As detached homes in Toronto’s suburbs fly off the shelf at an unprecedented rate, the city’s downtown condo rental market has also seen a huge surge in activity.
But instead of pushing prices higher, the large number of leases signed in 2020’s third quarter was hugely outpaced by the number of condo units that hit the rental market.
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Last week, the Toronto Regional Real Estate Board (TRREB) reported that the average rental price for a downtown two-bedroom condo was $2,913, down 15.3 percent from the same period a year ago, as supply outmatched demand despite the high volume of leases signed.
TRREB’s C01 area, which encompasses the Financial District, CityPlace, Liberty Village and other downtown areas densely populated with condo buildings, also saw one-bedroom rents fall to $2,063, down 14.6 percent from a year ago.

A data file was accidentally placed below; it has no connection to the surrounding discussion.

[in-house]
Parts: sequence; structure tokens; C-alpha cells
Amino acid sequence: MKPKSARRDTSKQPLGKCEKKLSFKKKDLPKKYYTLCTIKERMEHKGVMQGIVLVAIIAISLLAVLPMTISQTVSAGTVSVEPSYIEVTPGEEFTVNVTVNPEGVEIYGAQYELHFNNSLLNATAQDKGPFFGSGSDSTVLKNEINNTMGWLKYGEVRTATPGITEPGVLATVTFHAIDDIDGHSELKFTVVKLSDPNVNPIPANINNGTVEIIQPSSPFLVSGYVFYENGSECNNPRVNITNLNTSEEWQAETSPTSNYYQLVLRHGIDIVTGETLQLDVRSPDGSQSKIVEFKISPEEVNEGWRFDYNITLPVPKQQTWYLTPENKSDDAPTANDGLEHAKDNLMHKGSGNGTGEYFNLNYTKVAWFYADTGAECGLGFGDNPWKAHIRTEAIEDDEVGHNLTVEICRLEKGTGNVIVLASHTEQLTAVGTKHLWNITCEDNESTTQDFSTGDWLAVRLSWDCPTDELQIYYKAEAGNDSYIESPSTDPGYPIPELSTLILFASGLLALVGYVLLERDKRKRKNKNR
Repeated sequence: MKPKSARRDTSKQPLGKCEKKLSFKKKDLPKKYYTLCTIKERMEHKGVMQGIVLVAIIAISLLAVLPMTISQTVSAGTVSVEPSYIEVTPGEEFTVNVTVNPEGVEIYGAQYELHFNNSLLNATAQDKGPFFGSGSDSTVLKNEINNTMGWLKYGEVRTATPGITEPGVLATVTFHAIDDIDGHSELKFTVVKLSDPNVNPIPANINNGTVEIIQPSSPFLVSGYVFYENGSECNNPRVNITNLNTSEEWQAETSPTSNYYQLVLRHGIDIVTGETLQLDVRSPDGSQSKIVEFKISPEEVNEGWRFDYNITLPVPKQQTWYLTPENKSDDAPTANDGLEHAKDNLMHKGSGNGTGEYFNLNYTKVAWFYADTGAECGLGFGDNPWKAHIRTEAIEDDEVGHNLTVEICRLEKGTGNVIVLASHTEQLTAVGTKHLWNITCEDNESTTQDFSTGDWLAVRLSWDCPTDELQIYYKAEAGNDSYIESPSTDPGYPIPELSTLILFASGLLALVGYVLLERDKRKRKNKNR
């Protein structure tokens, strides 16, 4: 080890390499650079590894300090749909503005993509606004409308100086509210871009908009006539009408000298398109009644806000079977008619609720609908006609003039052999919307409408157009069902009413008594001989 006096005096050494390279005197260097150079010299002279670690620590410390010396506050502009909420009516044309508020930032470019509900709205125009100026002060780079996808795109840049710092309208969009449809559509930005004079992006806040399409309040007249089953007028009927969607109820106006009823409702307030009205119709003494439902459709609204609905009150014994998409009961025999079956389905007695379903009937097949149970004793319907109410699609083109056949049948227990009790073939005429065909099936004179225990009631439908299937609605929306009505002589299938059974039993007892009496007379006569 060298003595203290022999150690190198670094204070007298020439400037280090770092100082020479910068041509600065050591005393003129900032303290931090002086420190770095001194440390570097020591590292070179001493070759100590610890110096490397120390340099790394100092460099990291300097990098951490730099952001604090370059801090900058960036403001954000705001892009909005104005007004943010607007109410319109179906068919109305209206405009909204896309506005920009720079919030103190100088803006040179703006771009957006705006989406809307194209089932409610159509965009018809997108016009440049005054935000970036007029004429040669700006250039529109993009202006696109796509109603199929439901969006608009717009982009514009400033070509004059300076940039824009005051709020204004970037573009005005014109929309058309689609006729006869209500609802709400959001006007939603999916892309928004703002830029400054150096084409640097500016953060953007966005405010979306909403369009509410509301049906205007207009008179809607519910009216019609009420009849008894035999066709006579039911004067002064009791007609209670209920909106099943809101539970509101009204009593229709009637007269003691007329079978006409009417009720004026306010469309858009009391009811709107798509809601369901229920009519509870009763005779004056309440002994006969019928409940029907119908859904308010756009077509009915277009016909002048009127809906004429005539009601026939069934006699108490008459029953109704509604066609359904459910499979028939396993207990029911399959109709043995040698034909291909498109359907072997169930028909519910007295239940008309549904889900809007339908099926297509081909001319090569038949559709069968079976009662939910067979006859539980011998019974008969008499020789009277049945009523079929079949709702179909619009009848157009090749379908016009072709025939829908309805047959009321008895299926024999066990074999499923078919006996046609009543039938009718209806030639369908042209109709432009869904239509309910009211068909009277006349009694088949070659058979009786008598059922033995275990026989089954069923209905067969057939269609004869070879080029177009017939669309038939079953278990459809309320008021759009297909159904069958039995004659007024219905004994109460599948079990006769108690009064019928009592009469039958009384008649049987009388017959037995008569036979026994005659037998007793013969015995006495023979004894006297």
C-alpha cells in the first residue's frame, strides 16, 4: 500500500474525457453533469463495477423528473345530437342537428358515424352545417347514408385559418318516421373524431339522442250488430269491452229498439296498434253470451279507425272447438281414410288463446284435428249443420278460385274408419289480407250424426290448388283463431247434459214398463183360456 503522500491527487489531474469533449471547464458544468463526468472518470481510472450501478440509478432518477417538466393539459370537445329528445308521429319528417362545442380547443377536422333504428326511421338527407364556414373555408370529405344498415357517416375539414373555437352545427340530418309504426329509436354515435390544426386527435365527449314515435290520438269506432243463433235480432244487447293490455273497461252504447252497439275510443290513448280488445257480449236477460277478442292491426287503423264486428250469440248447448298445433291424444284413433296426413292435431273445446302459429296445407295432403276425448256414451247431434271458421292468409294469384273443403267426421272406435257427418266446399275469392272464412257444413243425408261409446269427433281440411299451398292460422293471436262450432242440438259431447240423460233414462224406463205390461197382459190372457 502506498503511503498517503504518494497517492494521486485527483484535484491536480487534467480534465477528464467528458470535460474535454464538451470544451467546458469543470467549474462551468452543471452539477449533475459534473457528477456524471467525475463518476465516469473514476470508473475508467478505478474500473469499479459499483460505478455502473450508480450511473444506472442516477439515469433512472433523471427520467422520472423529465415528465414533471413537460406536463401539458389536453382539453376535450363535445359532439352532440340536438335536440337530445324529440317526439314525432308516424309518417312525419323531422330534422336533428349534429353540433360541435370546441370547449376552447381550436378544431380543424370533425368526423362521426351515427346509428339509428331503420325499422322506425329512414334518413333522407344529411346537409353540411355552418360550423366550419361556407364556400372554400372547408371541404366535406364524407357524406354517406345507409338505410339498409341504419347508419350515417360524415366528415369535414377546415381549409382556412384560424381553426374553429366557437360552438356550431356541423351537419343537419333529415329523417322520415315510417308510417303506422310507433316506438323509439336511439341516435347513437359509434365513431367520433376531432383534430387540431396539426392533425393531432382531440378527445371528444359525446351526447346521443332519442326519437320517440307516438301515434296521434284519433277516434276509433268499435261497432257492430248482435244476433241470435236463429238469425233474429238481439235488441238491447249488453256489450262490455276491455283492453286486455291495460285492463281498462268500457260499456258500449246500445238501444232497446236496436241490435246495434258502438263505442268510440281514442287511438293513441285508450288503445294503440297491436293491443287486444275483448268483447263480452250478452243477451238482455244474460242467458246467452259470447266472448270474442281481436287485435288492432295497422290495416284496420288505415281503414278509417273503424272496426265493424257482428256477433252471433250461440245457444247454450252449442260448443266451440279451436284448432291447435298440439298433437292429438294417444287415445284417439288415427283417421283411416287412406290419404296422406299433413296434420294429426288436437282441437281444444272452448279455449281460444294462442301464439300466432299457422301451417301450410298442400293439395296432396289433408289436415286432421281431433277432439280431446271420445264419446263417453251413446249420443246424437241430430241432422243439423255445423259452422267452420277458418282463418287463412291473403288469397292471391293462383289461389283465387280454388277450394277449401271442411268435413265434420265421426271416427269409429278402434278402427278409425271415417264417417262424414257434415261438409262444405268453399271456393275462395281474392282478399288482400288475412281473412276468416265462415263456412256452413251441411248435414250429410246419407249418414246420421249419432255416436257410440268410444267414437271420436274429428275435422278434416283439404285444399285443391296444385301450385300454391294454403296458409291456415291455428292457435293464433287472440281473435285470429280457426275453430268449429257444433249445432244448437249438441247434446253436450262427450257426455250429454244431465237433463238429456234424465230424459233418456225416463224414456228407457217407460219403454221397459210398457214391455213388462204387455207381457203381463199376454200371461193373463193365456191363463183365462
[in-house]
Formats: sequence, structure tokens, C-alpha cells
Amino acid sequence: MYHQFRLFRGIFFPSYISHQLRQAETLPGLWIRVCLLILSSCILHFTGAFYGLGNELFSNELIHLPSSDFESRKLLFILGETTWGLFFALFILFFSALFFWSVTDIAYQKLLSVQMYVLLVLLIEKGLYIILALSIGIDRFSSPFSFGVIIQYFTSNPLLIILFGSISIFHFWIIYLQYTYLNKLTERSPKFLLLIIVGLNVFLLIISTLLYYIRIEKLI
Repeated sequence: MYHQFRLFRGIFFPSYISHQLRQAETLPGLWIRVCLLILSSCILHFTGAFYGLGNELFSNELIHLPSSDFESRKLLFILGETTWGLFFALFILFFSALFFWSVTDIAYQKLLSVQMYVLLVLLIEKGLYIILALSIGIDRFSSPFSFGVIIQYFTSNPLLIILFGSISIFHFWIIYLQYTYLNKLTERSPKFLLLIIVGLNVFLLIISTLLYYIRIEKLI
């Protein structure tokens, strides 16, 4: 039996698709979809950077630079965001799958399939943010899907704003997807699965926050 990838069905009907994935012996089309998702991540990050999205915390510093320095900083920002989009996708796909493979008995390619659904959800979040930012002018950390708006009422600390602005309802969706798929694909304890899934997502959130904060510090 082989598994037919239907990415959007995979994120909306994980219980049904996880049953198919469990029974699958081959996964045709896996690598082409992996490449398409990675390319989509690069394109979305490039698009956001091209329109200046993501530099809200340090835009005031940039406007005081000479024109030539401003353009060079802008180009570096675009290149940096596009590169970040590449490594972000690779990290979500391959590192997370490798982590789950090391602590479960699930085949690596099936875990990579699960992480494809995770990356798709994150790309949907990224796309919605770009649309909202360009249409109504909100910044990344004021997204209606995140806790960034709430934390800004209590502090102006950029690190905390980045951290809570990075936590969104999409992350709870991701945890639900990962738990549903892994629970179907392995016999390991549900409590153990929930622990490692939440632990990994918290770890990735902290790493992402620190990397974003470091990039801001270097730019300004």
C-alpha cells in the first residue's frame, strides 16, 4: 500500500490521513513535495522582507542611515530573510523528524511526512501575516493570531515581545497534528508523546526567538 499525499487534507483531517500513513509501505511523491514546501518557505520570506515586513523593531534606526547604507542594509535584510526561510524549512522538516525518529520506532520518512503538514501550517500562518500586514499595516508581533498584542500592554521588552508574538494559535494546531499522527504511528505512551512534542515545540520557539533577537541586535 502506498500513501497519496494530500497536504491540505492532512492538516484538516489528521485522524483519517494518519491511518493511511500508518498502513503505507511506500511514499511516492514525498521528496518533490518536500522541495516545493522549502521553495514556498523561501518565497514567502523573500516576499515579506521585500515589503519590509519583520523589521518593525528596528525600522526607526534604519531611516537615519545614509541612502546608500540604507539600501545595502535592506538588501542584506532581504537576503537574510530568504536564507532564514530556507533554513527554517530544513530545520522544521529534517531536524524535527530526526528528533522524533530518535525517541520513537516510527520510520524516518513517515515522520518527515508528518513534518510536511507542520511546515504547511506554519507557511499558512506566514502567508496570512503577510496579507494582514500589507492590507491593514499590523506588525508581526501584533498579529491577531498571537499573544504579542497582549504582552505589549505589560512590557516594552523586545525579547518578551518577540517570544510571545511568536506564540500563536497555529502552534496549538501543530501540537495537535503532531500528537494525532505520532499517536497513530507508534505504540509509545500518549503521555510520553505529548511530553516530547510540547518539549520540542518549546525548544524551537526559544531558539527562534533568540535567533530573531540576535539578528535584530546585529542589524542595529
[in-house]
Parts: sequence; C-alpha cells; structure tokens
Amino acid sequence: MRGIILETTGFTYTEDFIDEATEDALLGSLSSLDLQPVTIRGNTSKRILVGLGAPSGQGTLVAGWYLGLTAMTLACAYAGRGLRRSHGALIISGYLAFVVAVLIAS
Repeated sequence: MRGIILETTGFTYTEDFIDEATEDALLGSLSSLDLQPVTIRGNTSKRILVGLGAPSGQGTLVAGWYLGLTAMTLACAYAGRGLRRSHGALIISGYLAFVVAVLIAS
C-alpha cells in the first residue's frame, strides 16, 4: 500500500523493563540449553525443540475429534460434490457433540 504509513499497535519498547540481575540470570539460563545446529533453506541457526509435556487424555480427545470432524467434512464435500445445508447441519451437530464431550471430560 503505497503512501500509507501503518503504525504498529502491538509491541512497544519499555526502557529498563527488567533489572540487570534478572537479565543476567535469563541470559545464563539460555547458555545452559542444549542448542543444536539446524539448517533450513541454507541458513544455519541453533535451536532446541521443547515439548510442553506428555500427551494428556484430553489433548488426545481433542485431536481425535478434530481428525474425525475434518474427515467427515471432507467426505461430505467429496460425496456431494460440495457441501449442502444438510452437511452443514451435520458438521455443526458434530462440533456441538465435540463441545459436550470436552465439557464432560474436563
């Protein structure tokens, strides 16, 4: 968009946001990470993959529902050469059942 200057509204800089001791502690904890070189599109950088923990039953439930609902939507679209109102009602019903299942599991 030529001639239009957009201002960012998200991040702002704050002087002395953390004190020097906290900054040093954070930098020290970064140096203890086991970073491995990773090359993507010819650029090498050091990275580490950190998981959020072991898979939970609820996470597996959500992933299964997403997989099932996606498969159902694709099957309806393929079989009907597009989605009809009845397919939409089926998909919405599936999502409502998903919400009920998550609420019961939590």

There were 12,795 condo rental listings that hit the market over the third quarter in this condo packed area, up from 4,931 during the same period in 2019. Meantime, there were 4,702 units leased, up from 3,133 a year ago.
“Demand for condo rentals was very strong in the third quarter, with a record number of quarterly transactions reported. However, during the same period, the number of units listed more than doubled compared to last year,” said TRREB President Lisa Patel.
Patel added that units moved off of Airbnb and other short-term rental marketplaces accounted for a significant proportion of the new supply in the long-term rental market. More choice and negotiating power for condo renters led to price declines, not just in downtown neighbourhoods but across most areas tracked by TRREB.
The board’s Chief Market Analyst Jason Mercer said the substantial change in rental market dynamics is expected to reverse once the pandemic’s impact subsides.
“Even if rental transactions remain at or near record levels, it will take some time for the added supply to be absorbed. Once we move into the post-COVID period, population growth from immigration and non-permanent residents will bolster rental demand and absorption,” said Mercer.